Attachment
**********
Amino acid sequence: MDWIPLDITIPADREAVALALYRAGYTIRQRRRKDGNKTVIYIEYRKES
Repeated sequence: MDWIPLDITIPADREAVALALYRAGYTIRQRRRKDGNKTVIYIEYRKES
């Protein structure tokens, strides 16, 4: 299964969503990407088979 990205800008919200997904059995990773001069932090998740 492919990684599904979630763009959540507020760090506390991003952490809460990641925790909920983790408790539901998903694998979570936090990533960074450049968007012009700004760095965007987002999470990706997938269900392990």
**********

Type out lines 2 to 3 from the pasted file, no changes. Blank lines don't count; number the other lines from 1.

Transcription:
Repeated sequence: MDWIPLDITIPADREAVALALYRAGYTIRQRRRKDGNKTVIYIEYRKES
């Protein structure tokens, strides 16, 4: 299964969503990407088979 990205800008919200997904059995990773001069932090998740 492919990684599904979630763009959540507020760090506390991003952490809460990641925790909920983790408790539901998903694998979570936090990533960074450049968007012009700004760095965007987002999470990706997938269900392990």